According to the law an EIA should happen because “If the proposed development is likely to have a significant effect on the environment then it should have EIA.” This is the law passed by a Welsh Labour Government which has passed such well-meaning but useless legislation as the “Wellbeing for Future Generations”

In such cases, the applicant for permission must provide the required information so the environmental effects of the development can be assessed. This information, in the form of an Environmental Statement, will then be considered in the determination of a marine license application.
The NRW says that there was an EIA because they used the EIA done by EdF who are building Hinkley C. But CEFAS who are overseeing the process says it doesn’t. So, if the NRW give the go ahead to the radioactive dumping it will break the law. The EIA Regulations state that, where an application needs to have EIA, planning permission shall not be granted unless the person determining the application has first considered the environmental information.

The fundamental problem about the NRW’s decision to go ahead with the dumping is that the scientific argument about the inadequacy of the data is that is only what EdF have told them and it is also a bad decision because the NRW does not have any independent expertise about radiation to be able to make an unbiased and scientific sensible decision based on full data as result of a thorough and independent investigation resulting in a reasoned independent judgement

Tim Richards, LLB, PGCE”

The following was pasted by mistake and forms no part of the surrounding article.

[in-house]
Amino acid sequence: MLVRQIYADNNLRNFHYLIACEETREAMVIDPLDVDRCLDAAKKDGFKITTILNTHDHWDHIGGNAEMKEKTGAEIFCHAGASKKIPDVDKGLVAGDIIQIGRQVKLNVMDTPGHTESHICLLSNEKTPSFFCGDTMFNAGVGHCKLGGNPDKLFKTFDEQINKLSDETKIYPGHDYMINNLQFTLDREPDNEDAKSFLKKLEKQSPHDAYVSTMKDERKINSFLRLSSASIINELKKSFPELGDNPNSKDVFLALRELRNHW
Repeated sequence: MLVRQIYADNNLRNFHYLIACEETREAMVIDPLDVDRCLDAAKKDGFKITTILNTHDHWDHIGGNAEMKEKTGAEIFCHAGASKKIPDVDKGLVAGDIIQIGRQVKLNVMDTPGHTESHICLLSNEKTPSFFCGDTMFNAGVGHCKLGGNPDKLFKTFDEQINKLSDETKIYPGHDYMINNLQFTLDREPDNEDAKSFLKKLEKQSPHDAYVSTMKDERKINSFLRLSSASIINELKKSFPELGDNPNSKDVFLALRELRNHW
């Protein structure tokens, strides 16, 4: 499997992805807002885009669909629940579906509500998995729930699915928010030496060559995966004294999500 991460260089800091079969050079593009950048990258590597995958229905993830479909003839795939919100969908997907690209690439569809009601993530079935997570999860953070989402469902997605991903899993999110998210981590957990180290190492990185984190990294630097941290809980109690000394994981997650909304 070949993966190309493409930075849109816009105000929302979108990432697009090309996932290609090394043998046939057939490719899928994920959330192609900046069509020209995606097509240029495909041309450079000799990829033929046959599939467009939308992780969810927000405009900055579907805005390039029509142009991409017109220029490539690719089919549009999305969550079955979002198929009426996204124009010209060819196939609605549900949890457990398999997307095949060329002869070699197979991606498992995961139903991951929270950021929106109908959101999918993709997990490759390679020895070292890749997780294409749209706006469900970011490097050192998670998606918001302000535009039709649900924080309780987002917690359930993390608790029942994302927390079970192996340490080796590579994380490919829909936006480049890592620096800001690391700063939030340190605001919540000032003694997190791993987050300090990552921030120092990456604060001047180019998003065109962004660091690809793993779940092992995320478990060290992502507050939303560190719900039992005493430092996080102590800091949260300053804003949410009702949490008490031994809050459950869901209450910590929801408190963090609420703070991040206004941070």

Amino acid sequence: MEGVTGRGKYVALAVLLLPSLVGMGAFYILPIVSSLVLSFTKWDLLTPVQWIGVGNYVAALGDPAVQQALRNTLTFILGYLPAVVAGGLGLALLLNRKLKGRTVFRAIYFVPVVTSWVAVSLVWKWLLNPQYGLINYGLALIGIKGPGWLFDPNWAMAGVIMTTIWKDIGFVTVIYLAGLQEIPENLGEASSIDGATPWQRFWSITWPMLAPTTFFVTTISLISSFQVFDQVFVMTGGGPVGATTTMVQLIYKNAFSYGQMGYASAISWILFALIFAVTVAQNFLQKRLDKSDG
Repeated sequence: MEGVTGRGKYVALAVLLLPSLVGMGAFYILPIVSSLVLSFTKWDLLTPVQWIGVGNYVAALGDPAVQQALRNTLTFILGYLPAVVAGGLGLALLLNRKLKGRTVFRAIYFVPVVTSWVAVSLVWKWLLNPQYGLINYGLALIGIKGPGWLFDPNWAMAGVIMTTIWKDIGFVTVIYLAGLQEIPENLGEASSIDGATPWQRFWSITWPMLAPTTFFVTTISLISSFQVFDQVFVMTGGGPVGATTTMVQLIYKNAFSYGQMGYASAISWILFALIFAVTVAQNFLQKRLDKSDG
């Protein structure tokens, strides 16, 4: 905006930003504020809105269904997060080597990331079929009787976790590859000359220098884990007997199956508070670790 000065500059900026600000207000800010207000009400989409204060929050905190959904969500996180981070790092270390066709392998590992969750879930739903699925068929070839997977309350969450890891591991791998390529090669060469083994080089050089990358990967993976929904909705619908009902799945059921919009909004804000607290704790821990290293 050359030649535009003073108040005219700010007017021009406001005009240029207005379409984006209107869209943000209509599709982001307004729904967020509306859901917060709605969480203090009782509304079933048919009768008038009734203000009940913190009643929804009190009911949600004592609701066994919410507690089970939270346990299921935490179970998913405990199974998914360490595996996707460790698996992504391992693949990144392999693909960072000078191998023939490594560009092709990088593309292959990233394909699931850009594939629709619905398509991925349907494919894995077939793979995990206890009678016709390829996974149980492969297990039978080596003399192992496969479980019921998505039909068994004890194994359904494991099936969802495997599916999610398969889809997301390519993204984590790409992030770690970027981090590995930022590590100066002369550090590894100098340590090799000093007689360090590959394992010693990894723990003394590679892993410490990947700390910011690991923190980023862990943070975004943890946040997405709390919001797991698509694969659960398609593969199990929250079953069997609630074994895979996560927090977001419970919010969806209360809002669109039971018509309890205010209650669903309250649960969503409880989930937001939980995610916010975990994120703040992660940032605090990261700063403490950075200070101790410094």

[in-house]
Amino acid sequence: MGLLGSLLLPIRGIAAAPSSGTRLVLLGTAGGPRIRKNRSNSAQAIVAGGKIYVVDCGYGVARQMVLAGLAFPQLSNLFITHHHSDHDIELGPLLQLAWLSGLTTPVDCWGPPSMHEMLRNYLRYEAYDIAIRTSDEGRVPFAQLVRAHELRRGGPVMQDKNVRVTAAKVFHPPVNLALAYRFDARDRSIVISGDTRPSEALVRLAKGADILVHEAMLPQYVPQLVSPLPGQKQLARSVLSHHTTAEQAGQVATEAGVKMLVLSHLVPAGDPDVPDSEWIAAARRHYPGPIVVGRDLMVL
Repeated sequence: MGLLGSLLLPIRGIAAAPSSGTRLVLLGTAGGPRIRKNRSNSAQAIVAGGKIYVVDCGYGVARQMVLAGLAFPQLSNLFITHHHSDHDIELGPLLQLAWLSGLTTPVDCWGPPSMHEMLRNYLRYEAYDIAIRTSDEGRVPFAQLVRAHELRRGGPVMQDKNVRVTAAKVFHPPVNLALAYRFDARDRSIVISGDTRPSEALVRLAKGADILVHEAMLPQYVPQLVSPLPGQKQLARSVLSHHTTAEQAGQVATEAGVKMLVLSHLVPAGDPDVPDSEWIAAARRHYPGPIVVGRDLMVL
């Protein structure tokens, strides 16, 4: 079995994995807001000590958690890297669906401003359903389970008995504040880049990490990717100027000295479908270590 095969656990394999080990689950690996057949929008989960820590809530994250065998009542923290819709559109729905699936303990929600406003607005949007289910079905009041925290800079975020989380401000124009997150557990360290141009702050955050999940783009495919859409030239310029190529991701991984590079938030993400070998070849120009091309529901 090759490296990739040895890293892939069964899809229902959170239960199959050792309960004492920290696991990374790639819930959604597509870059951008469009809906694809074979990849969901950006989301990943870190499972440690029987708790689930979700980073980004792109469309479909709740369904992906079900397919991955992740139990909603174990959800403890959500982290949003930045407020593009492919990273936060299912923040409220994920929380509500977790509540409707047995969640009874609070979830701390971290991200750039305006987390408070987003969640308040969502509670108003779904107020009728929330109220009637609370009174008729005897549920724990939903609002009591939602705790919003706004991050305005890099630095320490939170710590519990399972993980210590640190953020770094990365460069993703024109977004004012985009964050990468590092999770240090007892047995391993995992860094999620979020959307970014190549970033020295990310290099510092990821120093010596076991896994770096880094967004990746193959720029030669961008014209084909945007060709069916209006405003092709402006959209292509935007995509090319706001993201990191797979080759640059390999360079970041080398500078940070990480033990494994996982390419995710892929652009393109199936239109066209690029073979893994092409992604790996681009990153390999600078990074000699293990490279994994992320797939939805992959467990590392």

If this is the case it would appear that the Welsh Government has failed to undertake the required checks to approve such a proposal as dredging according to The Town and Country Planning (Environmental Impact Assessment) (Wales) Regulations 2017 which would require an Environment Impact Assessment.

So, for those not in the know, here’s a brief description of why people are concerned.

OSPAR (Oslo/Paris convention (for the Protection of the Marine Environment of the North-East Atlantic) provide an explanation as to why Dredging is undertaken and the environmental impact it can have. Dredging has long been undertaken in established sites and can have certain benefits such as beach nourishment however, further explain the potential environmental risks from heavy metals and TBT (Tributyltin) which is a highly toxic marine paint used on the bottom of ocean going vessels. Dredging has long been undertaken in the Severn Estuary, primarily for construction purposes so this is nothing new, however something which has always been of concern to environmentalists for protection of wildlife, fish and biodiversity.

The current situation with the proposed dredging for the Hinkley C site is somewhat different. Unlike other dredging operations who primarily move sand and gravel EDF are proposing to shift over 300,000 tons of mud to build cooling towers and although EDF have repeatedly dismissed claims that there may be radioactive material in the mud as “inaccurate” we must remember that they’ve not exactly the greatest track record in safety with the Sizewell B plant and 27 other EDF plants reported ‘at risk of catastrophic failure’ in only 2016! As I mentioned above, in May 2018 it was reported that EDF had further problems with sites in Scotland, however, we’re supposed to take their word for it that everything’s ok? I wouldn’t blame people for being concerned!